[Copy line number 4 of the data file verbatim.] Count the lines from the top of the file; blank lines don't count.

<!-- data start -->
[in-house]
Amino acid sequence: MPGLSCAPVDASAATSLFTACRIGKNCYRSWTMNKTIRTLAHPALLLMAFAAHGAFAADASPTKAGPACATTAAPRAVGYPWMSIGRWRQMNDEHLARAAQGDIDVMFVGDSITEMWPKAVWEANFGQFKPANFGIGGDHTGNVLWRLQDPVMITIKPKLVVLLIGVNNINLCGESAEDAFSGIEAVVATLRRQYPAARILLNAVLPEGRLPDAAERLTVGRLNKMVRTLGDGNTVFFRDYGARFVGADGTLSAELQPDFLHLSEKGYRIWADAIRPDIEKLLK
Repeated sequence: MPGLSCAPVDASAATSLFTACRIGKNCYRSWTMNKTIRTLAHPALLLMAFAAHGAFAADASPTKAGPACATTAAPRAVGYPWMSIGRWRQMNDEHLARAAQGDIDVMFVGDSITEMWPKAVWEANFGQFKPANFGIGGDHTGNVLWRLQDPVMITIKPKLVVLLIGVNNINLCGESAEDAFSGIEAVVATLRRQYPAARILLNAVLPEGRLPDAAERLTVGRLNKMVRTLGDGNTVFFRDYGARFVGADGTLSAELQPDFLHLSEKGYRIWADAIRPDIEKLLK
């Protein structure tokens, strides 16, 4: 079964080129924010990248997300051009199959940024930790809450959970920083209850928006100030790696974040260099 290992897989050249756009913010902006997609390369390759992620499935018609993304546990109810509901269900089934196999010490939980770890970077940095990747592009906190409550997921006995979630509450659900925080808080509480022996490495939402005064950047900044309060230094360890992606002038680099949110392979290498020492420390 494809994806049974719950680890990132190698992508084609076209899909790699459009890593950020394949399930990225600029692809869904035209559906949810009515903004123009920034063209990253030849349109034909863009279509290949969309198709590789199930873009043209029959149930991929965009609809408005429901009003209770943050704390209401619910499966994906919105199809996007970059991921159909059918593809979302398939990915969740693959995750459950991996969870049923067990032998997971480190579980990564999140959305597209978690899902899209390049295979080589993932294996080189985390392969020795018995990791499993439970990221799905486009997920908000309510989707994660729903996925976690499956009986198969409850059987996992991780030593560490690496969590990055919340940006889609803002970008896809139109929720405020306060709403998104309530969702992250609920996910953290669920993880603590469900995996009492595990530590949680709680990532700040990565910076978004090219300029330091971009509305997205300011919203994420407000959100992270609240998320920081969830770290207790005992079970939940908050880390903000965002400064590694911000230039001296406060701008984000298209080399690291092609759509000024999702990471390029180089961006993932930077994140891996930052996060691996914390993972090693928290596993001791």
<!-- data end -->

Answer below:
């Protein structure tokens, strides 16, 4: 079964080129924010990248997300051009199959940024930790809450959970920083209850928006100030790696974040260099 290992897989050249756009913010902006997609390369390759992620499935018609993304546990109810509901269900089934196999010490939980770890970077940095990747592009906190409550997921006995979630509450659900925080808080509480022996490495939402005064950047900044309060230094360890992606002038680099949110392979290498020492420390 494809994806049974719950680890990132190698992508084609076209899909790699459009890593950020394949399930990225600029692809869904035209559906949810009515903004123009920034063209990253030849349109034909863009279509290949969309198709590789199930873009043209029959149930991929965009609809408005429901009003209770943050704390209401619910499966994906919105199809996007970059991921159909059918593809979302398939990915969740693959995750459950991996969870049923067990032998997971480190579980990564999140959305597209978690899902899209390049295979080589993932294996080189985390392969020795018995990791499993439970990221799905486009997920908000309510989707994660729903996925976690499956009986198969409850059987996992991780030593560490690496969590990055919340940006889609803002970008896809139109929720405020306060709403998104309530969702992250609920996910953290669920993880603590469900995996009492595990530590949680709680990532700040990565910076978004090219300029330091971009509305997205300011919203994420407000959100992270609240998320920081969830770290207790005992079970939940908050880390903000965002400064590694911000230039001296406060701008984000298209080399690291092609759509000024999702990471390029180089961006993932930077994140891996930052996060691996914390993972090693928290596993001791």